Consider: while a good is in production, those employed in producing that good must eat. By definition, they cannot eat what they are producing, as it is in production. They cannot trade it for food; after all it is in production. Without someone previously having saved food, where would they get their food?

Will they eat real bills? Of course not. But perhaps they could trade the bills for food. In that case, someone had to SAVE food for there to be a trade. Financing is not funding. This is the exact same false belief system of Ben Bernanke. By creating money, we will increase the economy. But the money doesn’t satisfy the need for food. Only food does.

More importantly, now inflation is absolutely introduced into the system. The bills, drawn on unfinished goods that are not ready for consumption, are an increase to the money supply – competing to purchase the food someone else has saved. The paper Real Bills are now competing with the previous stock of money. By definition prices will be higher than they otherwise would be SOLELY due to the introduction of this fiduciary media. This conclusion is unavoidable.

The entire motivation for RBD is to fund something that (supposedly) otherwise could not be funded. Fekete is clear: absent RBD, there would be many not able to compete in the market to purchase previously finished goods available for consumption. How does this not raise prices higher than they otherwise would have been absent RBD? Every economics discipline recognizes that the moving of the demand line higher raises prices for a given supply. The supply of finished goods has not changed, yet the demand curve has shifted. This is the consistent and unavoidable result of relying on paper printing for “money.”

Fekete goes further to argue that there isn’t enough gold coin to satisfy the funding needs of production. But gold doesn’t fund anything in the basic sense – one cannot eat gold. Gold historically has been used as a store of wealth and medium of exchange, with the benefit of Mother Nature providing the discipline to minimize the manipulations of man. Gold does not fund production – actual goods fund production. Fekete ignores this most basic fact of survival.

There is no distinction between the funding of working capital and fixed capital. In both cases, savings of previously completed goods MUST be consumed while the production is performed. Whether for a week or five years, the worker must eat while he is in the process of manufacturing a good not yet ready for final consumption. From where will he get the food, unless someone has previously saved it?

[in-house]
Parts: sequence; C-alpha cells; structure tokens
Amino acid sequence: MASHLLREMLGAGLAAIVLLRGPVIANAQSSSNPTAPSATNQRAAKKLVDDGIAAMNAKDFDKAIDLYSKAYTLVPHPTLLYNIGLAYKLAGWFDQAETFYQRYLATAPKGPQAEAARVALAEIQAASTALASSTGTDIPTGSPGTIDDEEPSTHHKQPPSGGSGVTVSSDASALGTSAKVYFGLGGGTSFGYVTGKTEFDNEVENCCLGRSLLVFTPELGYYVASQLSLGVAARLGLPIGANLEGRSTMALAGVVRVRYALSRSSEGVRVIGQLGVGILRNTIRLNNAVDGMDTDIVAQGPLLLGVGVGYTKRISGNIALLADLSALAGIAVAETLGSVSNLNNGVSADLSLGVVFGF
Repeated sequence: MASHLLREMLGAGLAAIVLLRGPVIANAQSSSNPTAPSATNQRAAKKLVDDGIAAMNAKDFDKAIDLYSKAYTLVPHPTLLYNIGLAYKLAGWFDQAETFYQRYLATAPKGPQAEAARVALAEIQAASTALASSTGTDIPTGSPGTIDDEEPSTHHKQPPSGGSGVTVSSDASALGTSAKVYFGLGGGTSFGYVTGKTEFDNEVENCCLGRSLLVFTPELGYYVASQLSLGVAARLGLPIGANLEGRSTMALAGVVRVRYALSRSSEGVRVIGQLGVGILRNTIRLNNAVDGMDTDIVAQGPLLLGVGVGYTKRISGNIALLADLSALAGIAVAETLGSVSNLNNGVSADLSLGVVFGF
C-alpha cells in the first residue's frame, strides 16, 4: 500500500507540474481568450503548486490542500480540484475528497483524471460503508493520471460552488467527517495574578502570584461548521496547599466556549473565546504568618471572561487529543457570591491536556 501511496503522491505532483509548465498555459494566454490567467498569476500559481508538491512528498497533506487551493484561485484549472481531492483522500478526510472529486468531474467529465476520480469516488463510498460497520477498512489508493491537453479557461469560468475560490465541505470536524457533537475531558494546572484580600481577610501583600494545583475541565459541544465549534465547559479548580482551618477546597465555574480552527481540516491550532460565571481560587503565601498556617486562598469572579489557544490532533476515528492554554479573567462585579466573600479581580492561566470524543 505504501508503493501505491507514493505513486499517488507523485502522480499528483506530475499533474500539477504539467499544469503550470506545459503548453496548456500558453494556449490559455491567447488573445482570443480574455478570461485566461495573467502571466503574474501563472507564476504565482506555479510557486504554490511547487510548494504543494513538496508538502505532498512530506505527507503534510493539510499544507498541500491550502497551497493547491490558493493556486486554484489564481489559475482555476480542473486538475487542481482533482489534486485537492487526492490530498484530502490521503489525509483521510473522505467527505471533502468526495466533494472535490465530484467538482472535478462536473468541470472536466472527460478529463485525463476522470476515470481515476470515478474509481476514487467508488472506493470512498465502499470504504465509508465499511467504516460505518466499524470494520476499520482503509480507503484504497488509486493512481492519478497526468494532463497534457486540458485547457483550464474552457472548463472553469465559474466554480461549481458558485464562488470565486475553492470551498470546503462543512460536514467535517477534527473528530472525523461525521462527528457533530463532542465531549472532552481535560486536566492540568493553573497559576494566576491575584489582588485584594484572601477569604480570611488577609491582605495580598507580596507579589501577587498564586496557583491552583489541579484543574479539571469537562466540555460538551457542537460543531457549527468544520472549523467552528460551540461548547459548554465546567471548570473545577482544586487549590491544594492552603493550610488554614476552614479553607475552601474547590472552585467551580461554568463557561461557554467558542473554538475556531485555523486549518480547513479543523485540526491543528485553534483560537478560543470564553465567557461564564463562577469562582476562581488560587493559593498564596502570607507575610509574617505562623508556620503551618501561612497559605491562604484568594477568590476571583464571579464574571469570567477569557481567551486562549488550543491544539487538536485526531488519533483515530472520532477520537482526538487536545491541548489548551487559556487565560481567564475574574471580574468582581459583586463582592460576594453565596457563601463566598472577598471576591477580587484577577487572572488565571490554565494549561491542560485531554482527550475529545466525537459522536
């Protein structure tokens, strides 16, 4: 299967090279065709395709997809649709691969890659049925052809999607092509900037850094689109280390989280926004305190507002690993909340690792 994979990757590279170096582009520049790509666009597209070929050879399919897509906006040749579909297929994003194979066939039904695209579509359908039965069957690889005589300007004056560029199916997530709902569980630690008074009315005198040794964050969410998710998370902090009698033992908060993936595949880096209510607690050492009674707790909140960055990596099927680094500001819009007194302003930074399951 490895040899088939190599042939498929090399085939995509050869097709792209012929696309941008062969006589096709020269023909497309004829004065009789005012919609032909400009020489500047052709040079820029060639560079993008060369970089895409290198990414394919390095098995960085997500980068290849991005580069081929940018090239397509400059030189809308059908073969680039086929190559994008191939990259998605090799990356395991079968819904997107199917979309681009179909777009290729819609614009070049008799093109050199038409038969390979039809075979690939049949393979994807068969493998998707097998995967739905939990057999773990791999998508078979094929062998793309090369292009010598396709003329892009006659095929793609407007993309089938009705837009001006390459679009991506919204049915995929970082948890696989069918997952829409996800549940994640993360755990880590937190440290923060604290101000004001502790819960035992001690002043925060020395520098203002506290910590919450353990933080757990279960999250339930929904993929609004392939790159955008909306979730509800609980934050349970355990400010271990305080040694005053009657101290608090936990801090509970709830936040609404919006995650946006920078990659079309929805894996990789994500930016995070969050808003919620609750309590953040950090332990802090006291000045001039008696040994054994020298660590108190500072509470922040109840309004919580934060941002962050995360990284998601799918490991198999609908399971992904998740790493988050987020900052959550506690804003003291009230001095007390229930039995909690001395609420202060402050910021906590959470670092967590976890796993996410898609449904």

Further, it is claimed that Real Bills serve as a clearing mechanism. But this is a solution looking for a problem. Gold can clear, as can any other object society chooses to use as money can clear.

I will clarify. There are these things called computers. These computers can hold records of gold (or other specie) balances for individual account holders. The gold holdings of each individual account holder can be divided and subdivided almost infinitely, as the computers can handle an infinite number of digits to the right of the decimal, thus dividing the gold into infinite fractions of ounces or grams. Gold is, both physically and virtually, quite divisible.

There is modern communication technology. This technology allows instant communication anywhere around the globe. It is capable of handling countless billions of transactions per day – or per hour or minute, if you like.

The physical gold does not have to move a billion times per day. Balances can be netted daily or otherwise as the market determines. Private clearing houses can be established to net the balances. See what James Turk is doing. Is this not a living example of how gold can be directly used as money?

Antal Fekete, like Ellen Brown, is (to take one from Dr. North) a wolf in sheep’s clothing, and should be recognized as such. Like Ellen Brown, he starts by speaking the language of sound money, the disasters of the current banking system, etc. This draws people in. “He doesn’t like Ben Bernanke. He doesn’t like the banking cartel.” However, he takes Ellen Brown one step further – to draw in the seemingly hard-money crowd. “He believes gold is the ultimate extinguisher of debt” This sounds good to people, he is talking about the problems of the current system correctly. He mentions gold.

Once he has them in the tent, he sells them a bill of goods (a Real Bill of goods?). He promises wealth simply by the creation of paper. He says this paper will create wealth without inflation. He says we don’t have to rely on savings for credit. Once he has them in the tent, he talks like a central banker. Any apologist of a central bank uses the exact same words, and these words have the exact same meaning and will produce the exact same results.